Do you ever feel like your brain is so cloudy and you can't stop blanking out in the middle of class? It's possible that this is happening because you are ODing on sugar. Americans are consuming at least 19.5 teaspoons of sugar daily. Not only are we in danger of getting diabetes, but also fatty liver disease.
I realized that literally everything has added sugar. Foods that are considered to be "healthy" such as yogurt and multi-grain bread have added sugar. Why does sugar need to exist in bread?! After spending about two hours at the grocery store in search of sugar-free bread and plain greek yogurt, I realized although frustrating, it is possible to find foods with no added sugar. From there, I began my sugar-free journey.
After my first week, I felt great. I felt like my body was going through this detox and cleansing my liver of all the crap I was consuming prior to this diet. I felt very motivated to begin this challenge.
Before the week started, I made grilled chicken and sweet potatoes to last me for the whole week. As far as meal planning, I made sure I was eating low-carb and high-protein meals. Although I cut out added sugar and artificial sweeteners, I did not cut out fruit. I also had to get real crafty at my school's cafeteria which was definitely difficult because my options were limited.
Week two also went really well. At this point, I had no sugar cravings whatsoever. I know that sounds crazy but it's true. Sugar is much like a drug - the more sugar you consume, the more you want it. To curb my cravings, I pretty much ate the same thing every day - which I realize is boring and redundant but it really worked.
Typically, breakfast was a slice of Ezekiel bread with peanut butter and a banana. I would then have a snack which was either raw fruit or vegetables. Lunch was my sweet potato and grilled chicken and dinner was when I got creative in the cafeteria. I usually ate salad with a whole bunch of veggies and beans and some kind of protein. And for the dressing, I went over to the Mexican station and grabbed some pico. It's sugar-free and it really adds some spice and texture to a boring salad.
Week three, I went home for my brother's birthday which was a real challenge. I was surrounded by cookies and cakes and all of my weaknesses. Surprisingly, I did not give in and felt great. The real challenge was having to explain to my family why I wasn't indulging in cookie cake like I normally would have.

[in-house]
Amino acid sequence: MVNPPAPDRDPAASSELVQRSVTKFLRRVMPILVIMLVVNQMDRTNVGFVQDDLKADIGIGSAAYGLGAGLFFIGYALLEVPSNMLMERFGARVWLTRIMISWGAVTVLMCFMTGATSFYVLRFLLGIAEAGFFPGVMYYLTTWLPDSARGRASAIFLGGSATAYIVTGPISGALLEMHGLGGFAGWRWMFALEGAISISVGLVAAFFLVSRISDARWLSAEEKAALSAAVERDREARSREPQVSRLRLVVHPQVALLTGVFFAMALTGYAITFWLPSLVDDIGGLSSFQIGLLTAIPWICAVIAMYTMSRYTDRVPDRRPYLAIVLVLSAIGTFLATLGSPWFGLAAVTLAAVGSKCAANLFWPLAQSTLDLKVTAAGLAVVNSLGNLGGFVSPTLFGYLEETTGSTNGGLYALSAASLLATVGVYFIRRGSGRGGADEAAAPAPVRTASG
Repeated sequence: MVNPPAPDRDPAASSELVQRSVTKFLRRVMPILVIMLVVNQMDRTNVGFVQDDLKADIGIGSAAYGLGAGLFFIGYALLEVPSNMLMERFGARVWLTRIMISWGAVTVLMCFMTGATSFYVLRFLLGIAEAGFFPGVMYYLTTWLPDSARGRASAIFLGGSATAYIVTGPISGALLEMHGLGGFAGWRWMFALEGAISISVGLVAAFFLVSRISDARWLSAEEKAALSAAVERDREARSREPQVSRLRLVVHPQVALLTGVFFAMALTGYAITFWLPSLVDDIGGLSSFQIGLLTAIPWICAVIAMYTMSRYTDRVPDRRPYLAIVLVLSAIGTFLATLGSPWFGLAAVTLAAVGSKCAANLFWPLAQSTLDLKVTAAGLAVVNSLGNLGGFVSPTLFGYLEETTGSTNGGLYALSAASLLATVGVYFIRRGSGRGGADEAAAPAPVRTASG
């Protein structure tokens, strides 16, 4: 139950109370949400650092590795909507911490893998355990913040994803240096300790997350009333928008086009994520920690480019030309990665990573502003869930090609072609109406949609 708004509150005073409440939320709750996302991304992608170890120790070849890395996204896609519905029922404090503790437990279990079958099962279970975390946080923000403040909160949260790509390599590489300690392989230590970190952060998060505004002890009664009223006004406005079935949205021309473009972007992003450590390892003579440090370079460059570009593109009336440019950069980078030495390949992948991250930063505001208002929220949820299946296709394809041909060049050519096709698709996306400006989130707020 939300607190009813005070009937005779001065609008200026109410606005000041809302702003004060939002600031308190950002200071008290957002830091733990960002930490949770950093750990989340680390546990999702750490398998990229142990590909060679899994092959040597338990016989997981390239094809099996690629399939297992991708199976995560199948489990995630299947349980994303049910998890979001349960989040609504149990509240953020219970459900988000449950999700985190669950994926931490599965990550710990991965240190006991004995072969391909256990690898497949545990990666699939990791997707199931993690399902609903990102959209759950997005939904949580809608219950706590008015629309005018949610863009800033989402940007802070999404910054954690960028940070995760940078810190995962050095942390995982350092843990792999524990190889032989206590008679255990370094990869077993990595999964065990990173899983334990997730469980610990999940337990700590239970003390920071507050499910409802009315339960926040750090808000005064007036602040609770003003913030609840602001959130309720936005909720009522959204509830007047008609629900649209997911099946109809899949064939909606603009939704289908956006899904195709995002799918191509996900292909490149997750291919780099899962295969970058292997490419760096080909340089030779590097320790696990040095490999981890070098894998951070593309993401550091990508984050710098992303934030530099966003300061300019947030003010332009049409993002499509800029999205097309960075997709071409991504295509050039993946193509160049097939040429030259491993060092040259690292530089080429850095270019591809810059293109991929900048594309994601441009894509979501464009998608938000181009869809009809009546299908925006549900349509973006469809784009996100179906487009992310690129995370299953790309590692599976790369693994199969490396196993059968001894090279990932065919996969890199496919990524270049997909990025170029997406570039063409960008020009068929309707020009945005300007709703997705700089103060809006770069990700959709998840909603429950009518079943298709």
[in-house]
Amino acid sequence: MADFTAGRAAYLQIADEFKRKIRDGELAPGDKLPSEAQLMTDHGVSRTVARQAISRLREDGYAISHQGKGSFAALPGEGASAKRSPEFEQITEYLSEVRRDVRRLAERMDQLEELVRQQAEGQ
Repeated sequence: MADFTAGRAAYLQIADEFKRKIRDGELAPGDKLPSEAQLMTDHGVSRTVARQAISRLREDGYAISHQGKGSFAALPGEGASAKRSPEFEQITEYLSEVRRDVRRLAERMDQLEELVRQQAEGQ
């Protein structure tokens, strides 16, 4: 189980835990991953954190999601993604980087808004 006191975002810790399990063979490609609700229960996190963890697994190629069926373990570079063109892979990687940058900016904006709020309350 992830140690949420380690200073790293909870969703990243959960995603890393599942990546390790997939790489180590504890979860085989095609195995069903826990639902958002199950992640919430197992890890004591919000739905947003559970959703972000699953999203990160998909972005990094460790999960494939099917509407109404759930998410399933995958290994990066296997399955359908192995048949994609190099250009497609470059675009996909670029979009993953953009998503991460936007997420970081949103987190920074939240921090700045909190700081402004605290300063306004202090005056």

Instead, I was making healthier versions of cookies like these avocado chocolate chip cookies. For whatever reason, all of the explaining motivated me even more. It was like I was giving myself a pep talk about why I was doing this challenge in the first place.
By week four, I had lost ten pounds and was feeling awesome. I had actually reached my lowest weight. As well as sticking to my meal plan, I was going to the gym six days a week. By this time, I was getting really bored of eating chicken all day so I found new recipes like these delicious butter lettuce tacos to keep it interesting.
By week five, it was Spring Break and I was feeling so in control. I felt like there was no cookie or slice of cake that could ruin my challenge. As my friends started to notice my weight loss, they asked how I did it. After explaining the whole spiel, they actually became more aware of all of the sugar when grocery shopping or even ordering a latte at Starbucks. I felt like this challenge was going to become a lifestyle that I really believed was sustainable.
Plot twist: week six rolled around and I could not wait for it to be over. I was at a party and I was just surrounded by sugar which really triggered the cravings. I decided it wasn't worth indulging since I had come this far in my little sugar-free challenge so I didn't give in. But you already know that at the end of week six I went crazy! I had about 25 cookies... in one sitting...
This experience has taught me that living a sugar-free life is only sustainable under one condition: have a cheat meal every week. It is just not possible to deprive yourself of anything for an entire lifetime. So take the challenge, but treat yourself every once in a while because depriving can lead to a series of binge-eating. Also, when shopping at the grocery store, don't be fooled - sugar has 56 different names.